“The biggest thing is that we know for sure that we’re not going to get anywhere until we actually have a successful bipartisan vote that actually comes to the floor and can overcome a filibuster in the Senate,” McTighe said. “To me, it’s pointless to speculate about what’s going to happen in the House, or what’s going to happen on the executive order in the administration until we really give it our all to get a full Senate vote.”

Still, McTighe said his work during the short-term on the Senate vote is meant to build support for success in the lower chamber of Congress.

“Even though I’m only contracted to oversee this effort through the Senate vote this fall, everything I’m doing and all the plans, field and research groundwork I’m putting into place is predicated on the notion that the coalition will need to keep the fight going in the House,” McTighe said.

McTighe said he sees a path forward in the House following a bipartisan vote on the Senate floor if other GOP lawmakers joins Sens. Mark Kirk (R-Ill.), Lisa Murkowski (R-Alaska), Susan Collins (R-Maine) and Orrin Hatch (R-Utah) in supporting the bill.

“We think we’ve got a really good shot of getting anywhere between two to five more,” McTighe said. ”If we can do that, and show that this isn’t a partisan issue, I think a lot of Republicans in the House are going to look at this and probably put some pressure on leadership that this is an issue that so many Americans support, this is an issue in every state you’ll see, in every poll you’ll see support growing, and the polls are only going in one direction.”

McTighe says executive order would ‘inject level of partisanship’ into debate

The campaign is focused on the Senate without looking for additional help beyond what the administration is currently offering. McTighe said he’s happy with the level of support from the administration and Obama’s position on the legislation is clear.

“I think the president has been great in expressing his support for this legislation and expressing his support for the pathway of trying to actually get a bill passed because the administration recognizes and has a long track record of supporting workplace protections,” McTighe said.

Notably, McTighe expressed a lack of interest in Obama issuing an executive order that would prohibit LGBT workplace discrimination among federal contractors, saying that kind of unilateral administrative action “injects a level of partisanship into whatever that debate is.”

“We want to embrace the legislative process here instead and actually work with the Senate, and work eventually with the House to get this passed because an executive order would only cover approximately 20 percent of the American workforce or less through federal contractors, whereas passing a full ENDA, which we’re only going to get to with a bipartisan majority, is going to cover everybody,” McTighe said. “The minute an executive order is invoked, now you’re going to make it a lot harder for people from whatever party the current administration is not in, so in this case Republicans coming on board, it makes it harder for them because now this is much more of a partisan issue.”

The Americans for Workplace Opportunity coalition includes more than 90 groups seeking to pass ENDA headed by a steering committee of eight prominent groups — LGBT-affiliated and otherwise — seeking to pass the legislation. The steering committee consists of American Civil Liberties Union, American Federation of Teachers, American Unity Fund, Human Rights Campaign, Leadership Conference on Civil & Human Rights, National Center for Transgender Equality, National Gay & Lesbian Task Force and the Service Employees International Union.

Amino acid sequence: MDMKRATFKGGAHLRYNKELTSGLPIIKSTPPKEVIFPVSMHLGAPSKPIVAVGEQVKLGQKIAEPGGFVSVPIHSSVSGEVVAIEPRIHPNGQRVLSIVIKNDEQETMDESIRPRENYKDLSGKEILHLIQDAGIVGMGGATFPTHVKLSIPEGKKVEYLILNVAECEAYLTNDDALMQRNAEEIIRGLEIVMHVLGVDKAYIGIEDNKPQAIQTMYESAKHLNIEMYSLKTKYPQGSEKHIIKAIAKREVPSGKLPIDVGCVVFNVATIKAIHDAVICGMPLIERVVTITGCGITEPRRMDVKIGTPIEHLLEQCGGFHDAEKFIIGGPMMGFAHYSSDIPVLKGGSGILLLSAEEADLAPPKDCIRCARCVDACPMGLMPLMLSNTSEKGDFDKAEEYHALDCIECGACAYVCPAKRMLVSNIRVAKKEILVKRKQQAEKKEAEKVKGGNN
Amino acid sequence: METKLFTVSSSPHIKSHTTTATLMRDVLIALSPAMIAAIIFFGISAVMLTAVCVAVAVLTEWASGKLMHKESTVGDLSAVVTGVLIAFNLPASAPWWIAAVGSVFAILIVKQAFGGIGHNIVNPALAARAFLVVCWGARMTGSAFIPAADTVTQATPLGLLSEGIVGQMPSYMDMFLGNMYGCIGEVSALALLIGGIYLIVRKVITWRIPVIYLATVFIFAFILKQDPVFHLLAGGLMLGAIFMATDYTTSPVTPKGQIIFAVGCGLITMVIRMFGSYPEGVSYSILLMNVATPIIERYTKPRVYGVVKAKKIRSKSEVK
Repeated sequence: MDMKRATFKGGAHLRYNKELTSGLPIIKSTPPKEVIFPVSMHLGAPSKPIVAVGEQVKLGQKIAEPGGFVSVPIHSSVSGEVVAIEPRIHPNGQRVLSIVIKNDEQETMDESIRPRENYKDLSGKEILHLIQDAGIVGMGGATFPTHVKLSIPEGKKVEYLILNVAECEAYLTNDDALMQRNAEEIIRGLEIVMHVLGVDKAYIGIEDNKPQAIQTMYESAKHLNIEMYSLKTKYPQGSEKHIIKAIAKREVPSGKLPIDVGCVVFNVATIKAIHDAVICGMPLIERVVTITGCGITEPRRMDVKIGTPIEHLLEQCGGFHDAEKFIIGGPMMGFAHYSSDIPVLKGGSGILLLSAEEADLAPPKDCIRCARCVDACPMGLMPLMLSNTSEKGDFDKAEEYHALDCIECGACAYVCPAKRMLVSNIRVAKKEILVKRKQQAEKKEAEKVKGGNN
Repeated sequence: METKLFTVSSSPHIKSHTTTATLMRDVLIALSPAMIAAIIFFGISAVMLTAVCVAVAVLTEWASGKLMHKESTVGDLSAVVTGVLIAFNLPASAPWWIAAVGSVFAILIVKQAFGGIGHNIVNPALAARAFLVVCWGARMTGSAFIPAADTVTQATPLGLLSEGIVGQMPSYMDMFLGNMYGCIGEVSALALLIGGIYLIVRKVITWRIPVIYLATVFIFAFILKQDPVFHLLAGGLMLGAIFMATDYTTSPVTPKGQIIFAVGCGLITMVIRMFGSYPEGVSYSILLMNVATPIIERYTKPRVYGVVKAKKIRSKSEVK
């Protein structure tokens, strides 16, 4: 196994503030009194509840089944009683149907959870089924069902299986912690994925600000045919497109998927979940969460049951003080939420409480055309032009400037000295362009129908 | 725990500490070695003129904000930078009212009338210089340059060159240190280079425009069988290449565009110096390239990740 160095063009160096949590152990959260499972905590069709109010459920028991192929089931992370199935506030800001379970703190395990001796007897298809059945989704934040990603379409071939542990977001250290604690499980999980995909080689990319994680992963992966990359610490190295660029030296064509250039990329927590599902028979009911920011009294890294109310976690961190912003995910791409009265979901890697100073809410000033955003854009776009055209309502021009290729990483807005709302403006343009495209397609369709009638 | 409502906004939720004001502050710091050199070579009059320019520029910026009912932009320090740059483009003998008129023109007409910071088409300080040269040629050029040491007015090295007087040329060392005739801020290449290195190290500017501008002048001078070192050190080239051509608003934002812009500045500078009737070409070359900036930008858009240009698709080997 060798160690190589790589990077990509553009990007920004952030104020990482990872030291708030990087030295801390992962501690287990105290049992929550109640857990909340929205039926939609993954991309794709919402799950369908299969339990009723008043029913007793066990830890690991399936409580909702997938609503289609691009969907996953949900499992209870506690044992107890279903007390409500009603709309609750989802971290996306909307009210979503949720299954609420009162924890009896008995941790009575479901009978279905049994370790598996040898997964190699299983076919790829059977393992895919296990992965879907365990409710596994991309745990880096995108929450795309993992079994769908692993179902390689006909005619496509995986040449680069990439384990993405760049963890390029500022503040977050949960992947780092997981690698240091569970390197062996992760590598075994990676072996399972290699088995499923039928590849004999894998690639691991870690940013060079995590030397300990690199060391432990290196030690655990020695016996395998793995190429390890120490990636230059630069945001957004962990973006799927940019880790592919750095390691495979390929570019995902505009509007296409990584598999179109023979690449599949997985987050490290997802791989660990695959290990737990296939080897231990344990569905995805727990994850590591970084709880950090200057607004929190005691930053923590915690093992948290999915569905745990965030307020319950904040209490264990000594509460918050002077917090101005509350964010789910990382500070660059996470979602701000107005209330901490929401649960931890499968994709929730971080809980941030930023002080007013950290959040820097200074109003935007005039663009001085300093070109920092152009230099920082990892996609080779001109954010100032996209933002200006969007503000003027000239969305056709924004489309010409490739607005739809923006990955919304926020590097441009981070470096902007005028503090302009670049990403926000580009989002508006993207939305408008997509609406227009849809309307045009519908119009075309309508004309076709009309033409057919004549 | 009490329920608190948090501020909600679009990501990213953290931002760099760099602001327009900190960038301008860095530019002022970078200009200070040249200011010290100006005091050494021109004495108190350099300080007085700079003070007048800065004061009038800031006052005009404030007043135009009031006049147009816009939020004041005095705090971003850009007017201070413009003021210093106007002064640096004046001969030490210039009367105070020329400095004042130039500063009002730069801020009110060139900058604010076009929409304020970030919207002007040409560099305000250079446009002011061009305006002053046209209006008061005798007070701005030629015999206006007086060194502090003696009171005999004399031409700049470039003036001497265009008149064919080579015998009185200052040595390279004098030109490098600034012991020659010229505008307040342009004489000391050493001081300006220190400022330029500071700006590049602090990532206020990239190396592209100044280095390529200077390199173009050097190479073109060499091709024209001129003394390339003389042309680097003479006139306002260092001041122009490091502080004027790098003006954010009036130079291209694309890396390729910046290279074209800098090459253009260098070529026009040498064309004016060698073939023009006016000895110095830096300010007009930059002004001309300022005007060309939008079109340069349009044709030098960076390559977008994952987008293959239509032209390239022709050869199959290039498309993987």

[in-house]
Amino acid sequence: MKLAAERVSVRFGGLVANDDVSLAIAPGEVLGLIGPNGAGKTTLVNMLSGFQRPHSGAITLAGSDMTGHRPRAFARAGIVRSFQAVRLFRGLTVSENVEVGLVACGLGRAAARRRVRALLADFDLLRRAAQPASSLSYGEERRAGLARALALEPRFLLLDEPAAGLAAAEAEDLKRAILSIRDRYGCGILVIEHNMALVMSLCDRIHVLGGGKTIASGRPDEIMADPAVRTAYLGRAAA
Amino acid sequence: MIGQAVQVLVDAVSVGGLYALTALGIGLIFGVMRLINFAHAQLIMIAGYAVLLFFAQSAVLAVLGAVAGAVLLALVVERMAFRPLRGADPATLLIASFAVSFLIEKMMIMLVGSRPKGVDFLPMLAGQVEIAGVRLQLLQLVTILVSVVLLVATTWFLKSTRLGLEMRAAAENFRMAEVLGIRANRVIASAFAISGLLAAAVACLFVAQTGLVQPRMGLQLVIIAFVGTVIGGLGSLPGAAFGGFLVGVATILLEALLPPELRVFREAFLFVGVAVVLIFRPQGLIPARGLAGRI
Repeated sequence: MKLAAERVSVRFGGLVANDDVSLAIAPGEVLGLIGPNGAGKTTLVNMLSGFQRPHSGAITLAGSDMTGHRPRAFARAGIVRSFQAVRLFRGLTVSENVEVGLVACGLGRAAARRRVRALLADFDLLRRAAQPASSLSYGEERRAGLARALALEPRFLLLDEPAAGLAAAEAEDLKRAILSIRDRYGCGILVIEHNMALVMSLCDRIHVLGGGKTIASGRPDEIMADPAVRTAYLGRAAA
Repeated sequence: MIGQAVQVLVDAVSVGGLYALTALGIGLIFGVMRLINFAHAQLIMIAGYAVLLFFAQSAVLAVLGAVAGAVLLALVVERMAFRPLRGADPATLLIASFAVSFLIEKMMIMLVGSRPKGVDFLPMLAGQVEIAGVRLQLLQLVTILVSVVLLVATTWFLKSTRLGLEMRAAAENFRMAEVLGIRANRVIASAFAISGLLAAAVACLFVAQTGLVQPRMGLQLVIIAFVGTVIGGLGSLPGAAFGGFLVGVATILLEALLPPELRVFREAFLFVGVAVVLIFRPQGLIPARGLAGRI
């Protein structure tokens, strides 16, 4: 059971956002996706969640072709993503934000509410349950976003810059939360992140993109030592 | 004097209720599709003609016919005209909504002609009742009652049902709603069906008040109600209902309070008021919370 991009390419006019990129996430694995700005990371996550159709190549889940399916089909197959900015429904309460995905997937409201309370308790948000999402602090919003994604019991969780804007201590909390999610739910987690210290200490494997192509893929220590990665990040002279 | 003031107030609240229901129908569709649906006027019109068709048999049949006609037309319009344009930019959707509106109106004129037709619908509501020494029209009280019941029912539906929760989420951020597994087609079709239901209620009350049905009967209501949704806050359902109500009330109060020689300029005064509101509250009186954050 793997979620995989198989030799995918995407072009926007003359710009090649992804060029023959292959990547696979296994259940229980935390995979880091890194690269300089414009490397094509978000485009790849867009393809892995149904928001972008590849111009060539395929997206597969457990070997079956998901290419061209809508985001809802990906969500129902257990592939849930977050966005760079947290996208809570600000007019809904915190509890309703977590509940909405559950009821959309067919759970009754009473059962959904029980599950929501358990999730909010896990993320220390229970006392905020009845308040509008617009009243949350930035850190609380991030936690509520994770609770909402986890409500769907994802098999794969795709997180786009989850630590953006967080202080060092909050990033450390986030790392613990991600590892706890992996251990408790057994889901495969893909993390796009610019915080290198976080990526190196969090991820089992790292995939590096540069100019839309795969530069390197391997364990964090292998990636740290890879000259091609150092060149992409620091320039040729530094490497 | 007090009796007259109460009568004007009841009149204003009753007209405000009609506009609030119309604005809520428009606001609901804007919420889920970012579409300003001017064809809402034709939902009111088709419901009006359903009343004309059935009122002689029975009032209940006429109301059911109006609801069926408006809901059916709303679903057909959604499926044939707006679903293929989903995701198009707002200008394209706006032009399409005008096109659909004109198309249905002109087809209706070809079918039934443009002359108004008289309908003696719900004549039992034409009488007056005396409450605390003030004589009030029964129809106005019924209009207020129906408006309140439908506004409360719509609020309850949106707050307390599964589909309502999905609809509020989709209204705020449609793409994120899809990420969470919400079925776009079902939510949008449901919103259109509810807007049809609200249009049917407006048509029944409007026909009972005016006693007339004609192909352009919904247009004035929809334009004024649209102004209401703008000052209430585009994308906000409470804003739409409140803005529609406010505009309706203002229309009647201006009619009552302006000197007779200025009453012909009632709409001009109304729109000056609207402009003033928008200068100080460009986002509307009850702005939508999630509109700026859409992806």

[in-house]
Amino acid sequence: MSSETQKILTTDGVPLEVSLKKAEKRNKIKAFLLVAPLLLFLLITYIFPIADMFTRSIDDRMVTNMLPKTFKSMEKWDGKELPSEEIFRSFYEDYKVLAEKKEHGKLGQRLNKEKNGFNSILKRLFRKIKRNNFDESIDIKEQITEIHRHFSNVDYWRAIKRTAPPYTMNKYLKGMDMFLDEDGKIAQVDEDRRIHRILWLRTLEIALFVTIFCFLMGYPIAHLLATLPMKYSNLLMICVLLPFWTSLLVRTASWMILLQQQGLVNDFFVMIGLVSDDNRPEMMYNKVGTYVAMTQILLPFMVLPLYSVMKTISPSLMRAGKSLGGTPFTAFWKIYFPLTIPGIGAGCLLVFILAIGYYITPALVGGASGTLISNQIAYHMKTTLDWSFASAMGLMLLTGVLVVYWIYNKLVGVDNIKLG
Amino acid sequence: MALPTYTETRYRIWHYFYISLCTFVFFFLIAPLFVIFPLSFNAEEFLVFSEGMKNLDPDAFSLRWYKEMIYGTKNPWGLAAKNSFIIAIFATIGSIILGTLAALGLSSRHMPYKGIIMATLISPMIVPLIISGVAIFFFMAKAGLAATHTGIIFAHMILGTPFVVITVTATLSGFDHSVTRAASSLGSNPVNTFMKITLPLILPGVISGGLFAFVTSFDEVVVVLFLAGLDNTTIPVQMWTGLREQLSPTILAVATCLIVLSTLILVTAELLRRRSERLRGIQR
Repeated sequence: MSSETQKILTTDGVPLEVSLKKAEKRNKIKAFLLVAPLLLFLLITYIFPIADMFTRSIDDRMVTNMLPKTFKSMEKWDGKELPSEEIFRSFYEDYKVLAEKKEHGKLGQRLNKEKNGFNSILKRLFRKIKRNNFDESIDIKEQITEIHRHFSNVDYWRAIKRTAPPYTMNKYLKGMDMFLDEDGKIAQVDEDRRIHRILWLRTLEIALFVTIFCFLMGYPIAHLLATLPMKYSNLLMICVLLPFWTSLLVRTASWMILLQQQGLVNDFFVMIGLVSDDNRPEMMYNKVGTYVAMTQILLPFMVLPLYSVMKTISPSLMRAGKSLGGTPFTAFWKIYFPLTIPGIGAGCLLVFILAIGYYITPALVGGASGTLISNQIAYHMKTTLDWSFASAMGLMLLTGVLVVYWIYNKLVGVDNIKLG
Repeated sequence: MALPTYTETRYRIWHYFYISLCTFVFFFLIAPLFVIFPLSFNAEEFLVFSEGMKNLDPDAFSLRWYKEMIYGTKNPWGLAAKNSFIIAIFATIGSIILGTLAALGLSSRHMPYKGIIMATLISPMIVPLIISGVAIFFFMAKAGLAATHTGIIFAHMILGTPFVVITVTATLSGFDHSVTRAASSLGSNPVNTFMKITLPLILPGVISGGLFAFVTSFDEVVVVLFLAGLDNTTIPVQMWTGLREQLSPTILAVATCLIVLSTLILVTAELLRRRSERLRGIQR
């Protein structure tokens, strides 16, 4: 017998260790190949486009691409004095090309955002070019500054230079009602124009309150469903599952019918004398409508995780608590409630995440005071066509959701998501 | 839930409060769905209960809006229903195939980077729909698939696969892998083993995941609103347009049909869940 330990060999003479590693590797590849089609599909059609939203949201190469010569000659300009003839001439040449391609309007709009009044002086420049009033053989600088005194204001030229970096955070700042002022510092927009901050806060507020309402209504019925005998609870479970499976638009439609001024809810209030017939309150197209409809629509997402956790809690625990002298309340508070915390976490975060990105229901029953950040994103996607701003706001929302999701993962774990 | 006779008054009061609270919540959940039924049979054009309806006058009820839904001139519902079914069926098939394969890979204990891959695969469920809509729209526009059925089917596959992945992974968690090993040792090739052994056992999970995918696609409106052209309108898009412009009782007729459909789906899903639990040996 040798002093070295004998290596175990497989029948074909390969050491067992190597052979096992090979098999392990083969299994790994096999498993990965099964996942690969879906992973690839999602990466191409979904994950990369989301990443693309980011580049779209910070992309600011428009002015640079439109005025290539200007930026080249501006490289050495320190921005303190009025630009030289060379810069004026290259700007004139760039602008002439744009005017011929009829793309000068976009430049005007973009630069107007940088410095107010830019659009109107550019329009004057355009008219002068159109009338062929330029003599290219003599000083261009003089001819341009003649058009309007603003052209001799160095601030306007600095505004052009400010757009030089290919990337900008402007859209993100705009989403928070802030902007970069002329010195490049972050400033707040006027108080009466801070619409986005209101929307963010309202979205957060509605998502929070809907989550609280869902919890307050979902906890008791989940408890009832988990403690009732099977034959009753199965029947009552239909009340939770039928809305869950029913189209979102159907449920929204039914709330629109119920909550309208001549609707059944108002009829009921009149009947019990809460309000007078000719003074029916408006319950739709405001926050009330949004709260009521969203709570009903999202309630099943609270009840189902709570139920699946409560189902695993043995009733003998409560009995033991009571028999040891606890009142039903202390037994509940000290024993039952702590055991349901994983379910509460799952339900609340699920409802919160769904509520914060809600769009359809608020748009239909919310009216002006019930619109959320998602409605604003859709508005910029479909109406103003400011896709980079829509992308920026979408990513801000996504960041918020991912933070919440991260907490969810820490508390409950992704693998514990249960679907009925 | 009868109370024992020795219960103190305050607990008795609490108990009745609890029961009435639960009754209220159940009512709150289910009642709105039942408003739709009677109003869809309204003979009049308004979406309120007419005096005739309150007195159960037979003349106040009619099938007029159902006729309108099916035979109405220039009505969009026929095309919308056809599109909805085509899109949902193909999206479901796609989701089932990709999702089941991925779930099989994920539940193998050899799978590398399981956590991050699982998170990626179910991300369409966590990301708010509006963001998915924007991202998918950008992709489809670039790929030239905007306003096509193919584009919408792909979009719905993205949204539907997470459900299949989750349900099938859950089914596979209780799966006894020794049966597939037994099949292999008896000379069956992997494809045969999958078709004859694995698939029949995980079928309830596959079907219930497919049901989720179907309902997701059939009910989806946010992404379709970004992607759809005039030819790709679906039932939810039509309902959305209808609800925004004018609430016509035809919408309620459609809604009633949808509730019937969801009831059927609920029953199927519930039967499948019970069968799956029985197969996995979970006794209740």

McTighe said these groups working under a single umbrella to pass ENDA is more effective than each of them working individually because a bigger pool of resources will be combined toward a larger goal.

“We know there’s a focus and we know that we’ve got significant resources that are going to be better spent and more effectively utilized because they’re going to all flow through one entity, and in this case it’s going to be overseen by me as campaign manager, and I can treat it as I would any other campaign, focusing on a deadline and a specific goal,” McTighe said.

Getting access to the steering committee, McTighe said, required organizational strength as well as shared belief that the tactics employed to win marriage equality are the right ones to pass ENDA.

“This is a very specific campaign where funding is being allocated for very specific purposes, so we’re working with the organizations that do that, that actually do that level of research-driven targeted field [work] with a tailored message and message-testing like what we’ve seen done with all the marriage states,” McTighe said.

Still, the steering committee lacks some groups known for their work on ENDA, including GetEQUAL, the National Center for Lesbian Rights, Lambda Legal, Log Cabin Republicans and Freedom to Work. Freedom to Work’s absence is particularly striking because that group is focused specifically on winning LGBT workplace protections.

McTighe emphasized that each of these organizations is part of the larger 90-group coalition to pass ENDA and emphasized that inclusion on the steering committee “really depends on the tactics” that these organizations pursue.

“I look at it as a pie; this is one slice of the pie,” McTighe said. “There’s a much bigger movement, and this is true of every movement and every campaign. There are going to be groups that are supportive, some of them are going to be part of the coalition some might be on a board, some might be on a separate advisory board.”